754 F.2d 1196
1985 A.M.C. 2195
Jorge OCHOA, Plaintiff-Appellant,
EMPLOYERS NATIONAL INSURANCE CO. et al., Intervenors-Appellees,
Waterman Steamship Corp., Defendant.
United States Court of Appeals,
Feb. 21, 1985.
Owen J. Bradley, Michael R. Guidry, New Orleans, La., for plaintiff-appellant.
Thomas W. Thorne, Jr., New Orleans, La., for Employers & N.O. Stevedores.
Appeal from the United States District Court for the Eastern District of Louisiana.
ON REMAND FROM THE SUPREME COURT OF THE UNITED STATES
Before WISDOM, REAVLEY and JOHNSON, Circuit Judges.
REAVLEY, Circuit Judge:
Our prior judgment in this case (Ochoa v. Employers National Insurance, 724 F.2d 1171 (5th Cir.1984) has been vacated by the Supreme Court, and the case remanded "for further consideration in light of Pub.L. 98-426." Employers National Insurance v. Ochoa, --- U.S. ----, 105 S.Ct. 583, 83 L.Ed.2d 694 (1984).
In our prior decision we made two holdings to apply in the case where the recovery from a negligent shipowner is insufficient to reimburse the stevedore employer or compensation carrier and to pay the injured longshoreman's attorney a reasonable fee.
First, the costs of litigation include reasonable attorneys' fees as assessed by the district court. Those costs are to be subtracted from the gross recovery, leaving the net for satisfaction of the compensation carrier's lien. In the different case where all of these costs and the full compensation lien could be satisfied out of the recovery from the tortfeasor, the court may not shift to the compensation carrier any part of the longshoreman's attorney fee. Bloomer v. Liberty Mutual Insurance Co., 445 U.S. 74, 100 S.Ct. 925, 63 L.Ed.2d 215 (1980).
Second, after allocating the net recovery to the compensation carrier, the district court should then review the fairness of the positions of the injured longshoreman and his attorney and may make an equitable adjustment of the recovery award between them.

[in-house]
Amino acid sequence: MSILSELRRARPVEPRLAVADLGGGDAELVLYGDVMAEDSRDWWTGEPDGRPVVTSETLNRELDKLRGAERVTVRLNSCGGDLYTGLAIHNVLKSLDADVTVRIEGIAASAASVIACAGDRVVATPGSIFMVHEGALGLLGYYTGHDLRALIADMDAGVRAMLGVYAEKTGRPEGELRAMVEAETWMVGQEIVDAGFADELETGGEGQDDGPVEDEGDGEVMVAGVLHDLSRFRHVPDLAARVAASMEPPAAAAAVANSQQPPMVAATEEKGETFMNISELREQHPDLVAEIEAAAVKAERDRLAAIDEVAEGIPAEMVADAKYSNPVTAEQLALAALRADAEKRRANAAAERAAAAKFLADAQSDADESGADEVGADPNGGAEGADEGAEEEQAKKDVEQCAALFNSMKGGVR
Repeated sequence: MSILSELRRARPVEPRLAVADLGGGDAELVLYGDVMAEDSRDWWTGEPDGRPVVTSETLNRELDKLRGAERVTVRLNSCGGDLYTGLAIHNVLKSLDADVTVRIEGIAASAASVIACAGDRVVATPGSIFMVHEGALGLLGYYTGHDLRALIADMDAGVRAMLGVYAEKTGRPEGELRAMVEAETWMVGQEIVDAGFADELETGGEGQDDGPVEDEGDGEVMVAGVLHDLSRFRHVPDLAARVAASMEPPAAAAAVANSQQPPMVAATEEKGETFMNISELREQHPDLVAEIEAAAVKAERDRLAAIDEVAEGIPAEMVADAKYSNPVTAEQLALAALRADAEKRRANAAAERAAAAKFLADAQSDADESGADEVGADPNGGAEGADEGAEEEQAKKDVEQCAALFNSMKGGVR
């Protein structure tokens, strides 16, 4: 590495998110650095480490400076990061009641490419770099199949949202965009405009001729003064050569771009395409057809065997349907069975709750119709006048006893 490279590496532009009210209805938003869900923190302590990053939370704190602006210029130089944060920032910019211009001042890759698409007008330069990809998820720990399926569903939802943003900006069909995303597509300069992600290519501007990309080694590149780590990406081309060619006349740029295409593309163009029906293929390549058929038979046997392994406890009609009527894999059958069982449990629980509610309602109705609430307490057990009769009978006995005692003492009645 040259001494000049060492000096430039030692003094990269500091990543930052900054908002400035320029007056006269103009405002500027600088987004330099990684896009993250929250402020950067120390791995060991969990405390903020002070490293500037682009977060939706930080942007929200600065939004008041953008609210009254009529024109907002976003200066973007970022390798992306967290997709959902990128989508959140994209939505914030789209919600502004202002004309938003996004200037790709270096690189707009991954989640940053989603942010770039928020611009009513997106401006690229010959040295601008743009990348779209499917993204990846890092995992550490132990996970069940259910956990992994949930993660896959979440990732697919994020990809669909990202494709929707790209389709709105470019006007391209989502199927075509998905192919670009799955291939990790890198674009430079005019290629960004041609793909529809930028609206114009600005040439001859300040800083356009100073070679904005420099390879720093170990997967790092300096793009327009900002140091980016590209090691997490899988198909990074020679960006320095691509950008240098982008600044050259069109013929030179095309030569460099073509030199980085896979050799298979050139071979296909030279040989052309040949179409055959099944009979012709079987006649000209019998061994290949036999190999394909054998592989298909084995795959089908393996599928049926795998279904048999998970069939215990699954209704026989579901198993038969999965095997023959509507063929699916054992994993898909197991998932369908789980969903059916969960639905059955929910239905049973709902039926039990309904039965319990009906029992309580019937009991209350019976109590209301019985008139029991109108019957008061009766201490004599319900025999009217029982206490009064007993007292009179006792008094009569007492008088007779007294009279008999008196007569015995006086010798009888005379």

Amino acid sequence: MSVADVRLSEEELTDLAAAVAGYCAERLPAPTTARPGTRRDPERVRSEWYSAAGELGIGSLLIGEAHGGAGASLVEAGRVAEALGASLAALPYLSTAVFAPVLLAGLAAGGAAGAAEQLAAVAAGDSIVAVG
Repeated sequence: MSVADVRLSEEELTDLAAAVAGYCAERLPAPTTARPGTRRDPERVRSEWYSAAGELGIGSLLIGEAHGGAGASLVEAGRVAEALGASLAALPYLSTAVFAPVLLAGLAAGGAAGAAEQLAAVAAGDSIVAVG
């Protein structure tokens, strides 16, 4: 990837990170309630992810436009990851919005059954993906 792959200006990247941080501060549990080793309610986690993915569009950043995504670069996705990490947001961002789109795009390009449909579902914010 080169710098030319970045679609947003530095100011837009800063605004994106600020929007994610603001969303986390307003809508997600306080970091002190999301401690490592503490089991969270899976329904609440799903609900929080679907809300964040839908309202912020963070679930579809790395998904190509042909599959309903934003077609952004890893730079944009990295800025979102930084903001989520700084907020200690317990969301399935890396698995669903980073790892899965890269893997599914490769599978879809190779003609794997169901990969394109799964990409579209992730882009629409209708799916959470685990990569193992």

Following our decision Congress enacted the Longshore and Harbor Workers' Compensation Act Amendments of 1984, Pub.L. 98 Stat. 1639. Section 21(c) of this Act amends the statute to read:
If the person entitled to compensation institutes proceedings within the period prescribed in subdivision (b) of this section the employer shall be required to pay as compensation under this Act a sum equal to the excess of the amount which the Secretary determines is payable on account of such injury or death over the net amount recovered against such third person. Such net amount shall be equal to the actual amount recovered less the expenses reasonably incurred by such person in respect to such proceedings (including reasonable attorneys' fees).
33 U.S.C. Sec. 933(f) (amendments emphasized).
Section 28 of the 1984 Act made the amendment effective on September 28, 1984 as to claims then pending. We believe the amended law is applicable, prescribing the extent of the compensation the employer is required to pay or recoup while that very issue is the subject of the pending appeal. See Crowe v. Lucas, 595 F.2d 985, 993-94 (5th Cir.1979); Turner v. United States, 410 F.2d 837, 842 (5th Cir.1969). However, we believe the same disposition of the present case is proper under either the 1972 or the 1984 Acts.
The amended statute now expressly directs a disposition of the compensation lien in accord with the disposition of our first holding in the prior decision. In light of the Supreme Court's writing in Bloomer we have read the 1972 statute to this effect. Now the statute is explicit.
Furthermore, we find the following paragraphs in the Joint Explanatory Statement of the Committee of Conference on the 1984 amendment:
The Senate bill and the House amendment both alter the priority for distribution of proceeds in a recovery by judgment or settlement where the employee brings an action against a third party. The Senate bill gives priority to the employer's lien on compensation and medical benefits paid, with the employee retaining any excess first for payment of attorney fees and costs. In a recovery by judgment only, the House amendment guarantees the employee 15 percent of any recovery remaining after reduction for attorney fees and costs, before exercise by the employer of its subrogation lien rights.
* * *
* * *